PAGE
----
Results for '*Nonverbal Communication'

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  1.  1
    Schemata as the Primary Modelling System of Culture: Prospects for the Study of Nonverbal Communication.Jui-Pi Chien - 2014 - Sign Systems Studies 42 (1):31-41.
    The art historian Ernst Gombrich asserted that both artists and viewers are constrained by specific cultural mental sets within which they operate: he used “schemata” to refer to both actual sketches and our mental sets. In mapping the mechanism of culture, Juri Lotman situated both language and the “schematized image” at the centre of semiospheres: they function to introduce unity and eliminate contradictions. Schemata have obviously served as both the cause and the result of human knowledge, some loosely constructed yet (...)
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  2. Linguistic Action, Reference, and Nonverbal Communication.Paul R. Berckmans - 1989 - Dissertation, The University of North Carolina at Chapel Hill
    Philosophers of action have rarely systematically thought about acts of communication as special sorts of actions, nor have speech act theorists looked on the bearings of the general theory to action on linguistic acts. This dissertation represents an attempt to work seriously within precisely that intersection of action theory and speech act theory. Some problematic issues in both areas can, from this combined perspective, be reformulated more clearly than they have been previously articulated. ;The first part of the thesis (...)
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  3. Book Reviews : The Primitive World and its Transformations by Robert Redfield (Ithaca, N.Y.: Cornell University Press, I953; 2d Ed., Great Seal Books, I957.) Pp. XIII+I85. Language, Thought, and Reality: Selected Writings of Benjamin Lee Whorf Edited and with an Introduction by J. B. Carroll, Foreword by Stuart Chase (New York: Technology Press of Massachusetts Institute of Technology and John Wiley & Sons; London: Chapman & Hall, Ltd., I956.) Pp. X+278. Nonverbal Communication: Notes on the Visual Perception of Human Relations by Jurgen Ruesch and Weldon Kees (Berkeley and Los Angeles: University of California Press, I956.) Pp. 205. [REVIEW]P. Krausser - 1958 - Diogenes 6 (23):111-119.
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  4. Brief Report Dyadic Effects in Nonverbal Communication: A Variance Partitioning Analysis.Hillary Anger Elfenbein, Maw Der Foo, Jennifer Boldry & Hwee Hoon Tan - 2006 - Cognition and Emotion 20 (1):149-159.
  5.  12
    Sex Differences in Nonverbal Communication.Anneke Vrugt & Ada Kerkstra - 1984 - Semiotica 50 (1-2):1-42.
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  6.  9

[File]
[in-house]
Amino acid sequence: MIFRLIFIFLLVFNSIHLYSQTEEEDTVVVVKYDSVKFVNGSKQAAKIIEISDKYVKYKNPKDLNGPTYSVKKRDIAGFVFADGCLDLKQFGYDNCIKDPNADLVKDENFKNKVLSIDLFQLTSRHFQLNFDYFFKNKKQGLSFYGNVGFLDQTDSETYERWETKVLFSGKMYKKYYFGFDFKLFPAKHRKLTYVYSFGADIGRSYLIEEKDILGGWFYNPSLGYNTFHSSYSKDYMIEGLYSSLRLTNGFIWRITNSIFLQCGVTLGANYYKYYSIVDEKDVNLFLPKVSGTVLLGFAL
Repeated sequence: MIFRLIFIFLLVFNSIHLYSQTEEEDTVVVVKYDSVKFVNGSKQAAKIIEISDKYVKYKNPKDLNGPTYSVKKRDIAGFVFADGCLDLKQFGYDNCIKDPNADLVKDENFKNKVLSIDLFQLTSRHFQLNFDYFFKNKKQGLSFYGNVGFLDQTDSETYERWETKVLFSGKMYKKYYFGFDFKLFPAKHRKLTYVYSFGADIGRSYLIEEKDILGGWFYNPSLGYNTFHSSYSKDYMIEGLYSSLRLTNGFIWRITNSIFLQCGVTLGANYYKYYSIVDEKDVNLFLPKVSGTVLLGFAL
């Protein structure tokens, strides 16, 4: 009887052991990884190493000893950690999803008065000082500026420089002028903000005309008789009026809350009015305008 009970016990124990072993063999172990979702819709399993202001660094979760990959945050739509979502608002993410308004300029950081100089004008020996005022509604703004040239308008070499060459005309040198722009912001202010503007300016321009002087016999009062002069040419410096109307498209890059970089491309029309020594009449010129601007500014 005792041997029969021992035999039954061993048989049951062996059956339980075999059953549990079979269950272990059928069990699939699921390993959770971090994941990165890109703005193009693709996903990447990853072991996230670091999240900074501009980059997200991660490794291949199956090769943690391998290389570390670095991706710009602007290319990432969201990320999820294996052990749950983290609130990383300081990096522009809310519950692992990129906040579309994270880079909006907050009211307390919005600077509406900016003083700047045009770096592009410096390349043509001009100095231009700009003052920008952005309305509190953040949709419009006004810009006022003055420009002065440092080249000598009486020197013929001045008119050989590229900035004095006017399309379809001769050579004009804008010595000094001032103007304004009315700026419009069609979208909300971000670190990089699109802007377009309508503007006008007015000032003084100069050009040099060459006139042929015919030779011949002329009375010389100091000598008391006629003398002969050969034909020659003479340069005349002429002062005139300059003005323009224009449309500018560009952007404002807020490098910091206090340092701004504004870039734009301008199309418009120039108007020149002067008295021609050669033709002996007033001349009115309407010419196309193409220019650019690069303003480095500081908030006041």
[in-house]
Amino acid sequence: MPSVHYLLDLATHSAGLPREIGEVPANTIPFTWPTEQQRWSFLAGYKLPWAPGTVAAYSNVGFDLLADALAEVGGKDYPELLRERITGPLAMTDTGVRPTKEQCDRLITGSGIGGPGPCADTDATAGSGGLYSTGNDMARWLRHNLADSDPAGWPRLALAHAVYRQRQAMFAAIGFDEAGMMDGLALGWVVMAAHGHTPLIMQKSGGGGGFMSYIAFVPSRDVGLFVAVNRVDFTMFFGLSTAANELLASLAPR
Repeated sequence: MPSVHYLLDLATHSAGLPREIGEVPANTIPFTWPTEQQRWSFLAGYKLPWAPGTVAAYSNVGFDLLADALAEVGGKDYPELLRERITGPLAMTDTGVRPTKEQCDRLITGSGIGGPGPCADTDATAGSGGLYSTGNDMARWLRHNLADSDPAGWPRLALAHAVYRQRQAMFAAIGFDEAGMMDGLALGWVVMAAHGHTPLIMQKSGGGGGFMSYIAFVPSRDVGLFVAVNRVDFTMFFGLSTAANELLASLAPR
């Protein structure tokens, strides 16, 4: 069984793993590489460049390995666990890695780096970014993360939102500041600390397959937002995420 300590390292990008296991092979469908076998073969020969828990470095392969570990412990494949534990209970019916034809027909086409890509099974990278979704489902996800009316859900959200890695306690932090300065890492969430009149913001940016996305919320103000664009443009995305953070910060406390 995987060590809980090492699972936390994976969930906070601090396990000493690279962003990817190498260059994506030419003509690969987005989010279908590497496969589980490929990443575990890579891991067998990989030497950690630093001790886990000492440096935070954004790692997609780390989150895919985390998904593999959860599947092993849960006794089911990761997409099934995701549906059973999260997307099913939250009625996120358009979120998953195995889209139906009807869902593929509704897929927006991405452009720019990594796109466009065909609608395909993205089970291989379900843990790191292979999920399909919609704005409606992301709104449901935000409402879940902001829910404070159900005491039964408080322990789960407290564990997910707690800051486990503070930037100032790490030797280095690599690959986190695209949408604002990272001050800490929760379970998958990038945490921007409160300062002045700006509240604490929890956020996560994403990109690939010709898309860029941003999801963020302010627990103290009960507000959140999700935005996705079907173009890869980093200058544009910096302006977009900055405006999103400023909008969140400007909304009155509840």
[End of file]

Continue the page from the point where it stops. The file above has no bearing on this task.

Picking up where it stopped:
Nonverbal Communication Project for Brazilian Portuguese.Monica Rector - 1982 - Semiotics:241-246.
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  7.  13
    Kisses, Handshakes, Bows: The Semantics of Nonverbal Communication.Anna Wierzbicka - 1995 - Semiotica 103 (3-4):207-252.
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  8.  1
    Nonverbal Behavior and Nonverbal Communication.Morton Wiener, Shannon Devoe, Stuart Rubinow & Jesse Geller - 1972 - Psychological Review 79 (3):185-214.
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  9.  4
    Nonverbal Communication in the Theater.Maria N. Popova - 1982 - Semiotics:321-332.
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  10.  4
    Punctuation as Nonverbal Communication: Toward an Interdisciplinary Approach to Writing.Fernando Poyatos - 1981 - Semiotica 34 (1-2).
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  11.  3
    Verbal and Nonverbal Communication of Factory Workers.Patricia Tway - 1976 - Semiotica 16 (1).
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  12.  3
    Forms and Functions of Nonverbal Communication in the Novel: A New Perspective of the Author-Character-Reader Relationship.Fernando Poyatos - 1977 - Semiotica 21 (3-4).
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  13.  3
    Denotation/Connotation and Verbal/Nonverbal Communication.Luc van Poecke - 1988 - Semiotica 71 (1-2):125-152.
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  14.  2
    Age, Body Type, and Style Features as Cues in Nonverbal Communication.Sharron J. Lennon & Ruth V. Clayton - 1992 - Semiotica 91 (1-2):43-56.
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  15.  2
    A Semiotic Model of Nonverbal Communication.Digby Tantam - 1986 - Semiotica 58 (1-2):41-58.
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  16.  1
    Unresolved Theoretical Issues in Nonverbal Communication.Mele Koneya - 1981 - Semiotica 37 (1-2):1-14.
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  17. Functions of Nonverbal Communication.Michael Argyle - 1987 - Semiotica 67 (1/2):65.
     
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  18. Nonverbal-Communication.Geoffrey W. Beattie - 1985 - Semiotica 57 (3-4):375-379.